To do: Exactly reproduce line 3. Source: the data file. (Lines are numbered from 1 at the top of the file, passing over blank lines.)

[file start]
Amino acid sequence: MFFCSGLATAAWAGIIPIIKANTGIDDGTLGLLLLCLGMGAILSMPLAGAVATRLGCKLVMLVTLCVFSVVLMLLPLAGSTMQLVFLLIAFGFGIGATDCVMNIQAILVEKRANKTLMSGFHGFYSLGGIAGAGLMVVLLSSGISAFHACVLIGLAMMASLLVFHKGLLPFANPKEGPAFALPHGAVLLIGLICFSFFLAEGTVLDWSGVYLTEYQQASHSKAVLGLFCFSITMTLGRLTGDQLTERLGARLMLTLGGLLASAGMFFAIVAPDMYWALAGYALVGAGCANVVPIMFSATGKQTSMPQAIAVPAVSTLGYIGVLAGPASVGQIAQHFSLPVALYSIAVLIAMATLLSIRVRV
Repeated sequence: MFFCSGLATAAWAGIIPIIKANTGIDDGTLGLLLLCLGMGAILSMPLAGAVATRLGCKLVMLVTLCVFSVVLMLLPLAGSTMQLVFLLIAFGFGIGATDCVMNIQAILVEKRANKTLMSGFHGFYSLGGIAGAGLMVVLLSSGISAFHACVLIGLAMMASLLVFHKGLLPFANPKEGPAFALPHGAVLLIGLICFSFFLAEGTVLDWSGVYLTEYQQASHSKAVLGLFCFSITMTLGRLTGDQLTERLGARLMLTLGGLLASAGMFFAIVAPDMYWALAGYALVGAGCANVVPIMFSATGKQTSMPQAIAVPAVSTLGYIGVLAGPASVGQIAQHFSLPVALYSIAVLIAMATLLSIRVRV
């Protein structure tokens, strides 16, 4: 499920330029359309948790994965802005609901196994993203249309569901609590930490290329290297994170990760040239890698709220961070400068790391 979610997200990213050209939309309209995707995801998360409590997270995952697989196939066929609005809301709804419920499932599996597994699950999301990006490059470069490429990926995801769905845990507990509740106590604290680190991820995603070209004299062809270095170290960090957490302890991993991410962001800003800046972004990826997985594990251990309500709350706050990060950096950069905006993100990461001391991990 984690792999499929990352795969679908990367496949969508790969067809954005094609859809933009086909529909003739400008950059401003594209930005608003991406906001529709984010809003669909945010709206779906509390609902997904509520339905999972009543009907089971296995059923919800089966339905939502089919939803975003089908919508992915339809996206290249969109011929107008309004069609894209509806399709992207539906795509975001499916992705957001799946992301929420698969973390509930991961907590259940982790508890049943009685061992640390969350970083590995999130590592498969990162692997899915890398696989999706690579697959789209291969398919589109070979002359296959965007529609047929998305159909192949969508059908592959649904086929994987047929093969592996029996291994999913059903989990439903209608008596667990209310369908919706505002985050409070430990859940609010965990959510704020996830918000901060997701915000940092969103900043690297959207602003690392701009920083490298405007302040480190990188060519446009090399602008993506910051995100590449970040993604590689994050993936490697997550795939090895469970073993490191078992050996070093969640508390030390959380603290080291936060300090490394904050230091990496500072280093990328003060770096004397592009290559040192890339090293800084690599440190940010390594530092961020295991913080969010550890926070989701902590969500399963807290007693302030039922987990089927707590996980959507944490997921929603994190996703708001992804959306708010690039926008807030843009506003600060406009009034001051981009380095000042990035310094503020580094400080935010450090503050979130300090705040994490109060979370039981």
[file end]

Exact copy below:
């Protein structure tokens, strides 16, 4: 499920330029359309948790994965802005609901196994993203249309569901609590930490290329290297994170990760040239890698709220961070400068790391 979610997200990213050209939309309209995707995801998360409590997270995952697989196939066929609005809301709804419920499932599996597994699950999301990006490059470069490429990926995801769905845990507990509740106590604290680190991820995603070209004299062809270095170290960090957490302890991993991410962001800003800046972004990826997985594990251990309500709350706050990060950096950069905006993100990461001391991990 984690792999499929990352795969679908990367496949969508790969067809954005094609859809933009086909529909003739400008950059401003594209930005608003991406906001529709984010809003669909945010709206779906509390609902997904509520339905999972009543009907089971296995059923919800089966339905939502089919939803975003089908919508992915339809996206290249969109011929107008309004069609894209509806399709992207539906795509975001499916992705957001799946992301929420698969973390509930991961907590259940982790508890049943009685061992640390969350970083590995999130590592498969990162692997899915890398696989999706690579697959789209291969398919589109070979002359296959965007529609047929998305159909192949969508059908592959649904086929994987047929093969592996029996291994999913059903989990439903209608008596667990209310369908919706505002985050409070430990859940609010965990959510704020996830918000901060997701915000940092969103900043690297959207602003690392701009920083490298405007302040480190990188060519446009090399602008993506910051995100590449970040993604590689994050993936490697997550795939090895469970073993490191078992050996070093969640508390030390959380603290080291936060300090490394904050230091990496500072280093990328003060770096004397592009290559040192890339090293800084690599440190940010390594530092961020295991913080969010550890926070989701902590969500399963807290007693302030039922987990089927707590996980959507944490997921929603994190996703708001992804959306708010690039926008807030843009506003600060406009009034001051981009380095000042990035310094503020580094400080935010450090503050979130300090705040994490109060979370039981």